Getting your start-up off the ground and scaling it up usually requires an injection of capital to ensure that you can get past the lean years. Many a start-up has been left to starve in the proverbial desert seeking the promised land of an equity funding raise and many start-ups have drunk from the poisoned chalice of a poorly aligned investor relationship. It is important that you don’t treat equity funding lightly. A few key points are discussed in this article for you to consider.
Hold onto your equity, it is precious
Equity may seem like an attractive way to raise funding for your business, it is easy to “create” and it doesn’t really require that much effort to exchange it for funds, but remember that with each share you give away, you are giving a little more control and value in your company away.
At first, this may not seem significant, but the more funding rounds you go through, the more you are going to wish that you had held on to more equity, especially if your company’s growth is in line with your aspirations! Ideally, an equity raise should be one of your last options for raising funds until you have at least developed your ‘minimum viable product’. An equity raise should only be used if you are really in need of funds to keep going or to jump your production to the next level; even then, only give away as much equity as you need to.
Know what stage your business is at
This is really a simple principle. If you are pre-revenue and trying to create a minimum viable product, if you have to raise funding, you should seek out “Angel” or “friendly” investors who are willing to give you very favourable terms generally at a high valuation (meaning you give away less equity and control), these are often friends or family members. If you are post-revenue, you may wish to seek out venture capital funds or institutional investors to invest in your company.
He’s just not that into you
Make sure that your investor is serious about investing into your company. For institutional investors, the way that you will know when they are serious is when you receive a letter of intent or “term sheet” from them. It’s the venture capital equivalent of asking you on a date. They are trying to say that they’d like to see how things go, but they are not committing to anything serious just yet. If after a few months of discussion, you do not get a letter of intent, move on, there are more fish in the sea.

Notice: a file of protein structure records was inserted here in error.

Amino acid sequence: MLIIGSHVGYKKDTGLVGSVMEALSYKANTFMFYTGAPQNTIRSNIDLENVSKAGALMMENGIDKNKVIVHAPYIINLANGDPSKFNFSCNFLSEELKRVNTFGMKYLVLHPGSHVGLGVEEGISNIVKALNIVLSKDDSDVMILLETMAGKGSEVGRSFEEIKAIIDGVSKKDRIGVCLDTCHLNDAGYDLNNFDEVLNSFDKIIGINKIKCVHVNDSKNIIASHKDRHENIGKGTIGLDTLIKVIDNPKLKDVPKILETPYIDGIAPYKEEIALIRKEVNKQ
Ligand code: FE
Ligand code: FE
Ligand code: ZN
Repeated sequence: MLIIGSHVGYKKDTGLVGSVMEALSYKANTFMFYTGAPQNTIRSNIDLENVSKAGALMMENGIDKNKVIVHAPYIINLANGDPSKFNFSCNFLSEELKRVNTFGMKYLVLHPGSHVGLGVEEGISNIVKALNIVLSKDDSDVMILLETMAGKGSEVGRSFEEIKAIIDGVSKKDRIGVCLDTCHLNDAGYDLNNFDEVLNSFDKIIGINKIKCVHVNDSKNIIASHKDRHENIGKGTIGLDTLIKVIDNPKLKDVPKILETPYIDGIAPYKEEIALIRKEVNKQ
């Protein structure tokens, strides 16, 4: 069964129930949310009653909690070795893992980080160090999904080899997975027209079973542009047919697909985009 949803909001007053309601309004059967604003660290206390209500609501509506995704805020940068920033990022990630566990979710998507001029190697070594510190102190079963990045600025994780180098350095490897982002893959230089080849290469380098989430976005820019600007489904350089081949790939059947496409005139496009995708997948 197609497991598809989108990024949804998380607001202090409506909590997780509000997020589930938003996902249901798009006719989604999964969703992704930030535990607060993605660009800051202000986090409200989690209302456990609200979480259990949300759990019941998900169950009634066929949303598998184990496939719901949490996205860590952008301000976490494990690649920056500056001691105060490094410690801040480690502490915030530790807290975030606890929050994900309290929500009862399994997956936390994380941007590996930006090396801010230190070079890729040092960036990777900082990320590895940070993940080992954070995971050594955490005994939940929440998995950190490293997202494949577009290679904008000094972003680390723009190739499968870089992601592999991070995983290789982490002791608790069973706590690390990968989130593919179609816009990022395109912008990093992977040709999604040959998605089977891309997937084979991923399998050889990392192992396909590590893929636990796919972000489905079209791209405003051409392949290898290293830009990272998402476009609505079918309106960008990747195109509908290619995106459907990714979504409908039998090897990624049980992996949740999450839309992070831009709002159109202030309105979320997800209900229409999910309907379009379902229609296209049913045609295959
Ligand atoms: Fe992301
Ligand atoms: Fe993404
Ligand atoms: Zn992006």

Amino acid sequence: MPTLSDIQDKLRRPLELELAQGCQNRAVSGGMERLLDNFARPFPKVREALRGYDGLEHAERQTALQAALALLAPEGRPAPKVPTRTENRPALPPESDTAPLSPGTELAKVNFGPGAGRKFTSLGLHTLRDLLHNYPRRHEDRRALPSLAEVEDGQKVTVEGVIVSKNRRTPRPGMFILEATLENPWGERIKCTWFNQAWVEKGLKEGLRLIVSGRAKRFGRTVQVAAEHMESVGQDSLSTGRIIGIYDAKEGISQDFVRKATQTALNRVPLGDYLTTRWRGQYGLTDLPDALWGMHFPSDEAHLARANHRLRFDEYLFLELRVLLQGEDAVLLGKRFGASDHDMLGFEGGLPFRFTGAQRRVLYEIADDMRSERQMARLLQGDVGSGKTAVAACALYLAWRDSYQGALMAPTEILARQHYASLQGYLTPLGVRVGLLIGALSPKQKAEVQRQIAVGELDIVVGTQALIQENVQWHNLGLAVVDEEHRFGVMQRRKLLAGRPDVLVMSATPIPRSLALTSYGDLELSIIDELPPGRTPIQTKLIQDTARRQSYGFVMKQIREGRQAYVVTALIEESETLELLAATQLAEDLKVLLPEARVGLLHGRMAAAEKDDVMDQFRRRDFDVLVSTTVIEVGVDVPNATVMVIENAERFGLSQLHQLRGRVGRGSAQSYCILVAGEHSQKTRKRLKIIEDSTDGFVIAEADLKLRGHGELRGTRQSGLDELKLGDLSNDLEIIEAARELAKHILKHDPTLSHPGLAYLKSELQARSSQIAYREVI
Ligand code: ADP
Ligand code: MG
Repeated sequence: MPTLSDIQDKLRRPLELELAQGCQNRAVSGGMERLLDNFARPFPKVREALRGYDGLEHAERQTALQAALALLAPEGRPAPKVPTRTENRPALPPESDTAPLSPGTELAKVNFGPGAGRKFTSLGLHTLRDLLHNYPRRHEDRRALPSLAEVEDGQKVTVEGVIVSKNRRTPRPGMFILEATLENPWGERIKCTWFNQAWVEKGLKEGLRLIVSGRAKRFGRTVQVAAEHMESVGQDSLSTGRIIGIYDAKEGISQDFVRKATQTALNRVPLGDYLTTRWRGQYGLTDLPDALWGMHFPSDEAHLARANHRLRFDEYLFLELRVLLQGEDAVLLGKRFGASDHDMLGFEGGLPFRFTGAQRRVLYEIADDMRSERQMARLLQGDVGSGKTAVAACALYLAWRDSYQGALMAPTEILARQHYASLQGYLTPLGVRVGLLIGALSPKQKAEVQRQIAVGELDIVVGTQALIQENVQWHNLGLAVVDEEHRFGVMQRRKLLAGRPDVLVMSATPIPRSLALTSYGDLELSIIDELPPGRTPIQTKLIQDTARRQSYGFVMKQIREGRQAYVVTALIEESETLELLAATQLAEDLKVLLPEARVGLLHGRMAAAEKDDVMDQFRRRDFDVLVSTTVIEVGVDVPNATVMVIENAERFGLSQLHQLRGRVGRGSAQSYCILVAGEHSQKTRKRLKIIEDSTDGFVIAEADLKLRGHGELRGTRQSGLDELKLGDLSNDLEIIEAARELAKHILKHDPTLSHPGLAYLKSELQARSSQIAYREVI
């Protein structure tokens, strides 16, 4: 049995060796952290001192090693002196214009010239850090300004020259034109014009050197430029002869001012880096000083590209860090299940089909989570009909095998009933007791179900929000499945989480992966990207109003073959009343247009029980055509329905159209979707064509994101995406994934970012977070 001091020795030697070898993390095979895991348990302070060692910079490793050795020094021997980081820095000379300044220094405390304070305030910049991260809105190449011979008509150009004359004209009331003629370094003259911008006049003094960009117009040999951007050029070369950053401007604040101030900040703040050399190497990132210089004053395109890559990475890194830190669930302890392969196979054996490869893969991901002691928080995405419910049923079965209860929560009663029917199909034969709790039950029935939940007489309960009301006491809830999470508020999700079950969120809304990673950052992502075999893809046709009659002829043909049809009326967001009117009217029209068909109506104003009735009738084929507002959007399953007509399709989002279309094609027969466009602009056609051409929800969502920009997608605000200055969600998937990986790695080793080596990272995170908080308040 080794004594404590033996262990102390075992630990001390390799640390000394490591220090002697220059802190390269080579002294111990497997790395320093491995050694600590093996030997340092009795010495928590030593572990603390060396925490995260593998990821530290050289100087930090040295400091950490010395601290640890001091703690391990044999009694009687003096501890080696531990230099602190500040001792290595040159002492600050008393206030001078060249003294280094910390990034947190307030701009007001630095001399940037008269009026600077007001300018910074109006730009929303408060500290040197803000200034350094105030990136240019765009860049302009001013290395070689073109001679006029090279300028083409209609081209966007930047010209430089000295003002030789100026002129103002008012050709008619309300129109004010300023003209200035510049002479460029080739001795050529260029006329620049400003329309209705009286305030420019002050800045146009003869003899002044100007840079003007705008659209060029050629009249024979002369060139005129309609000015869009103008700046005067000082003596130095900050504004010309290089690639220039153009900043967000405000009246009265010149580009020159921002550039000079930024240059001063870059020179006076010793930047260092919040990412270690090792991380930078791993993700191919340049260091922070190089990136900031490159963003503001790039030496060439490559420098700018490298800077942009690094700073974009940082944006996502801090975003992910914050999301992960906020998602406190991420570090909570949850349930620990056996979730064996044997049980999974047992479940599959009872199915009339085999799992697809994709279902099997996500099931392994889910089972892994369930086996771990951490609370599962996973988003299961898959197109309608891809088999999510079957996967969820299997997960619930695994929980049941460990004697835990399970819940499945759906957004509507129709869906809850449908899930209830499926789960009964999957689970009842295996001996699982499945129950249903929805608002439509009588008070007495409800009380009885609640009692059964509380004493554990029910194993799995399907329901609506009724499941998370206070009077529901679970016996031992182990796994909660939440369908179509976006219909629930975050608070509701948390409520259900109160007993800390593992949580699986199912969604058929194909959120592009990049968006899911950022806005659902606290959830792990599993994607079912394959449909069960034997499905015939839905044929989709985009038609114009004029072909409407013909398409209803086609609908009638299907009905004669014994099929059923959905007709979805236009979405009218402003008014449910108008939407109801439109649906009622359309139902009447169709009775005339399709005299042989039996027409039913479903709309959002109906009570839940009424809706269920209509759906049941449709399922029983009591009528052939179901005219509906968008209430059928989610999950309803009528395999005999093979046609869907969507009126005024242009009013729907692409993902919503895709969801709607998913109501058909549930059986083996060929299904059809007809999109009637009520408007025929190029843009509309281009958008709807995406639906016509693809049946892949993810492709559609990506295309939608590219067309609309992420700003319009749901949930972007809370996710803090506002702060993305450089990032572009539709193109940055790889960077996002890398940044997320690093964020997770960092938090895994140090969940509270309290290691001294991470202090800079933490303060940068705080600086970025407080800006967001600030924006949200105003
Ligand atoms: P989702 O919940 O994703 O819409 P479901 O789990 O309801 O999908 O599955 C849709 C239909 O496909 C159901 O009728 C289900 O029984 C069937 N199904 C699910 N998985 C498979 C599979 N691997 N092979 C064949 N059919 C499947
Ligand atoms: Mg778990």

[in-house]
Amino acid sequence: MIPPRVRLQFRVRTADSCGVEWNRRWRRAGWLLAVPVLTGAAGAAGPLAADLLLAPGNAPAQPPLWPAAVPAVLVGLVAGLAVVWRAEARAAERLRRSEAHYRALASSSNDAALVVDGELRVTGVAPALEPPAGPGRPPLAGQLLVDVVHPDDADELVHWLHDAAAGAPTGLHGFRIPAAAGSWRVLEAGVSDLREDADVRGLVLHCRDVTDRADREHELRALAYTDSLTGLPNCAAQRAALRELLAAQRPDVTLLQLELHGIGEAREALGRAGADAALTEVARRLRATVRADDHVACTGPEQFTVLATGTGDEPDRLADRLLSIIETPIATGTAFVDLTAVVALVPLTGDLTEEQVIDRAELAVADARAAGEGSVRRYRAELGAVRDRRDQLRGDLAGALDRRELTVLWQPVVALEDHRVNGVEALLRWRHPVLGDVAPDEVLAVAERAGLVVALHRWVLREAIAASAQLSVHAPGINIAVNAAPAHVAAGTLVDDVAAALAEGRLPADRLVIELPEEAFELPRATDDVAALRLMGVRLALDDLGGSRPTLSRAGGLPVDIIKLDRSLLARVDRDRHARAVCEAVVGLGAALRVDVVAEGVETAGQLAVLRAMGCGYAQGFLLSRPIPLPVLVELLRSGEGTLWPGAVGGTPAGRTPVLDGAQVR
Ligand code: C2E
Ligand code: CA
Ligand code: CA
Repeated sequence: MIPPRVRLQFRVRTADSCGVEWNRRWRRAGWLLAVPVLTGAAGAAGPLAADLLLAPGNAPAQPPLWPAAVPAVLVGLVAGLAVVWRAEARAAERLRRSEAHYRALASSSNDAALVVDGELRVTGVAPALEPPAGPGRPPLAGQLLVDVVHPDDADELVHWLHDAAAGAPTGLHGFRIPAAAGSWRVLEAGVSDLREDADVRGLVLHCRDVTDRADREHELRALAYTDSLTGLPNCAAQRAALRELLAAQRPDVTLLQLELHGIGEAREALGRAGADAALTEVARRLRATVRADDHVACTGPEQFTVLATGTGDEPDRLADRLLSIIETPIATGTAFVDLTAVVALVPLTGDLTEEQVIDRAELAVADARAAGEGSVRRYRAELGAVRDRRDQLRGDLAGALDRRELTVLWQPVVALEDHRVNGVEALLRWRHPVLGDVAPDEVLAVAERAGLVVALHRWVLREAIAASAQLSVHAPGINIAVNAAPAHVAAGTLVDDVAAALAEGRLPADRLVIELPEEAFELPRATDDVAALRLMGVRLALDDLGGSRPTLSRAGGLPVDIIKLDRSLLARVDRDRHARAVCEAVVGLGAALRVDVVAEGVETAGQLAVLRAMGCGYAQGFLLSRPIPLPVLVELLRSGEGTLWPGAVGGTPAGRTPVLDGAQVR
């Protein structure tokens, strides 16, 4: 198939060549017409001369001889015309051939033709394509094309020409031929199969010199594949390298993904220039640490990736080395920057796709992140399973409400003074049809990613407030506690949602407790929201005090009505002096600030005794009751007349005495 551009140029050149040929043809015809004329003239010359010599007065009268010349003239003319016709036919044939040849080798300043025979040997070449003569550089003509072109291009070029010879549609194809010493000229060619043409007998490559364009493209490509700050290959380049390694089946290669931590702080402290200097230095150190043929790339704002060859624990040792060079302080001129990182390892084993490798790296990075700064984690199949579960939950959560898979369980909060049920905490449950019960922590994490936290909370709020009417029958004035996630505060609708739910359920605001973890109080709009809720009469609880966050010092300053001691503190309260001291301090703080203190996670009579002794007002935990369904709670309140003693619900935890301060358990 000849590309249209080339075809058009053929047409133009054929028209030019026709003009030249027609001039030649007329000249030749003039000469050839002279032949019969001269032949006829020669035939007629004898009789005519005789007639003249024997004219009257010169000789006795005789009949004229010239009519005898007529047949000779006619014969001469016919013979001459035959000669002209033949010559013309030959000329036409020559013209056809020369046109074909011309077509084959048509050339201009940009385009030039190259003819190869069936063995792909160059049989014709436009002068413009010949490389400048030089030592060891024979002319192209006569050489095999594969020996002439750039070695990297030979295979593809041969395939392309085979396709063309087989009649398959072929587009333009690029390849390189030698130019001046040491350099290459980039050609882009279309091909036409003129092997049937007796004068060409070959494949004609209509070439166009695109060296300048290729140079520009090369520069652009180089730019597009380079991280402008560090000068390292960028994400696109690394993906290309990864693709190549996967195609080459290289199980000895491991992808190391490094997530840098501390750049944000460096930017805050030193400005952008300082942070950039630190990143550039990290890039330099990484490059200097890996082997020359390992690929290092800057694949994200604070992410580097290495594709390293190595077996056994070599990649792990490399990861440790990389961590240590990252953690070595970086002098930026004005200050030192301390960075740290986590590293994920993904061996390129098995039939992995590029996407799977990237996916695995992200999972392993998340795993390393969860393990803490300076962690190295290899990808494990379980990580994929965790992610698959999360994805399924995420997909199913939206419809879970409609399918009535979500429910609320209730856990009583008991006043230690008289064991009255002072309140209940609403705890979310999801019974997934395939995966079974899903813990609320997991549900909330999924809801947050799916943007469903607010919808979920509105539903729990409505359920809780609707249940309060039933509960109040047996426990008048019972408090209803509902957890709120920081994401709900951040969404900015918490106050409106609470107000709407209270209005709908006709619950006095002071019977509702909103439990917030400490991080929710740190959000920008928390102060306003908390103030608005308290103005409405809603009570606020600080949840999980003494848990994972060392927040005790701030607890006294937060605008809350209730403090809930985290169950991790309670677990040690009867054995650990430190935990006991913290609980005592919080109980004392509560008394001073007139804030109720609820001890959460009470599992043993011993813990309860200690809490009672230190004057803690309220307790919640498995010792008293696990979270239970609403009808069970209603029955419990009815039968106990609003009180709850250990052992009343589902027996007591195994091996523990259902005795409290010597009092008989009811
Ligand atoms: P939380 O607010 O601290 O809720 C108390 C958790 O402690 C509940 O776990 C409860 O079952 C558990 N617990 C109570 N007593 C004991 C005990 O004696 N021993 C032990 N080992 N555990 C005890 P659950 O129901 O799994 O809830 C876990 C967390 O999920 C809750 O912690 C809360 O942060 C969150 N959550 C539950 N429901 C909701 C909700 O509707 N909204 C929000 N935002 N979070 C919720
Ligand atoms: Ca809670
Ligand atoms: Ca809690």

Know who you are doing business with
It is better to struggle through months or even years of bootstrapping than it is to have an investor relationship with someone who is completely incompatible with your business or who is going to add no value other than money.
An investor relationship can make or break your company. Don’t simply hand over your equity to the first bitcoin millionaire with a Colgate smile who approaches you.
Look for investors who want to invest in your industry and who have good connections in that field, this can be more valuable than the money that the investor is putting into your company.
Get good legal and commercial advice
It’s important to remember that an institutional investor is just as much a business as you are. They are always going to be biased towards getting the best return on their investment no matter how altruistic they may come across. This means that the commercial and legal terms, if left to them alone, will be weighted in their favour.
You may be tempted to avoid the expensive lawyers and commercial advisors, but too many startups make the mistake of being penny wise and pound foolish here. Unfortunately, commercial investment terms can be very complex and it is always advisable to have someone on the commercial and legal front sitting squarely in your corner.
In short, equity is an effective arrow in the start-up’s quiver to use when raising funding, however, it is not the only one available. If you do decide to let it loose, don’t do so aimlessly, pick a target and aim it in that direction. The more strategic you are in negotiating your equity fundraising, the more likely you are to get favourable valuations and investment terms.